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Beyond succession planning: Will your priority initiatives outlast you?

September 12, 2008
by Ann Borders
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Have you ever wondered what would happen if you were to just walk out of your office one afternoon, never to return? (Let’s assume in this scenario that your sudden departure is not due to a calamity, but something like winning a lottery or being tapped as a vice presidential candidate.) Would your pet projects and key initiatives be sustained?

Even though you go through the processes of establishing a shared vision, values, and organizational goals, do you really think that all of your most valued priorities would be carried out if you suddenly left? Here’s a confession from this CEO: not at my organization. And it’s not a reflection on what I view to be a spectacular staff and board of directors here.

It’s just that after 32 years in this business, my observation is that when the CEO packs it up, you can expect that many of his priority projects will depart with him. I’ve polled CEO colleagues on the subject, and the common response theme has been, “As much as I hate to admit it, I believe that some essential initiatives would go by the wayside when I leave. Even though everyone agreed on the direction, I’m realist enough to know that some things are driven by the weight of the CEO.”

So what really keeps initiatives alive? Is it a shared vision, or in some circumstances is it simply CEO oompf?

I asked Tim Miller, owner of MTM Associates, an organizational development consulting firm near TampaFlorida, what he thought. Miller was reminded of Jim Collins’ research on “good-to-great” companies. He cited Collins’ belief that leaders with personal humility and professional will are more likely to leave an enduring legacy than those with gargantuan egos.

Miller also believes that a CEO’s priorities stand a greater chance of sustainability when there is a high degree of amicability in the separation and when the successor comes from within.

For my part, I’m focusing on developing leadership throughout our organization and matching key initiatives with the people who have the greatest passion for them. Not that I plan on leaving any time soon. I have these pet projects I want to get going…

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Comments

I enjoyed reading Ann's comments on leaving a legacy and Tim Miler's thoughts on humility. I am often interested in what motivates one of Coleman's donors to want their name on one of the buildings or how name our Endowments after the generous donors supporting behavioral health. Yea Gads, Batman, my name would never look good on a building!

Many of us do our job because of the passion! When you move on don't we want change to continue?

Very interesting but how do I view the rest of the original blog? Sorry, am a new user here. Thanks!

A very thought-provoking piece! Behavioral Healthcare magazine is very interested in spotlighting "up and comers" if your organization has a leader waiting in the wings, please e-mail me (dedwards@vendomegrp.com).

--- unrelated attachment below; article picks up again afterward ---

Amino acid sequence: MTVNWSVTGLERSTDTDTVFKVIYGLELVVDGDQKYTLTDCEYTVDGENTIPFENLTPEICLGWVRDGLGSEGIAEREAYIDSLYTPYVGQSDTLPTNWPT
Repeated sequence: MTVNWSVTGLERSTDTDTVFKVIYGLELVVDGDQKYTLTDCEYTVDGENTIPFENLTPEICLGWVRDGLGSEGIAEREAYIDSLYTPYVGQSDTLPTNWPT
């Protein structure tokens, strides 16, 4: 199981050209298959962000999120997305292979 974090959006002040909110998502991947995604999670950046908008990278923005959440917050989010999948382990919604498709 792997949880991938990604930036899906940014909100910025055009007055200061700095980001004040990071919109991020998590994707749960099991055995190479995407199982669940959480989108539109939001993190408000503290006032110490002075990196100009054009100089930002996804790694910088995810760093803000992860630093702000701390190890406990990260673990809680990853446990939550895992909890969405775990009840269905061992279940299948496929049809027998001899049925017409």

Charles The original blog should appear at the top of this page. If not, here it is again:
Beyond succession planning: Will your priority initiatives outlast you?
Posted on: 9.12.2008 3:18:02 PM Posted by Ann Borders

Have you ever wondered what would happen if you were to just walk out of your office one afternoon, never to return? (Let's assume in this scenario that your sudden departure is not due to a calamity, but something like winning a lottery or being tapped as a vice presidential candidate.) Would your pet projects and key initiatives be sustained?

Even though you go through the processes of establishing a shared vision, values, and organizational goals, do you really think that all of your most valued priorities would be carried out if you suddenly left? Here's a confession from this CEO: not at my organization. And it's not a reflection on what I view to be a spectacular staff and board of directors here.

It's just that after 32 years in this business, my observation is that when the CEO packs it up, you can expect that many of his priority projects will depart with him. I've polled CEO colleagues on the subject, and the common response theme has been, "As much as I hate to admit it, I believe that some essential initiatives would go by the wayside when I leave. Even though everyone agreed on the direction, I'm realist enough to know that some things are driven by the weight of the CEO."

So what really keeps initiatives alive? Is it a shared vision, or in some circumstances is it simply CEO oompf?

I asked Tim Miller, owner of MTM Associates, an organizational development consulting firm near Tampa Florida, what he thought. Miller was reminded of Jim Collins' research on "good-to-great" companies. He cited Collins' belief that leaders with personal humility and professional will are more likely to leave an enduring legacy than those with gargantuan egos.

Miller also believes that a CEO's priorities stand a greater chance of sustainability when there is a high degree of amicability in the separation and when the successor comes from within.

For my part, I'm focusing on developing leadership throughout our organization and matching key initiatives with the people who have the greatest passion for them. Not that I plan on leaving any time soon. I have these pet projects I want to get going...

Ann Borders

President and CEO, Cummins Behavioral Health Systems, Inc

http://cumminsbhs.org/

Ann Borders is president and CEO of Cummins Behavioral Health Systems, Inc., serving eight...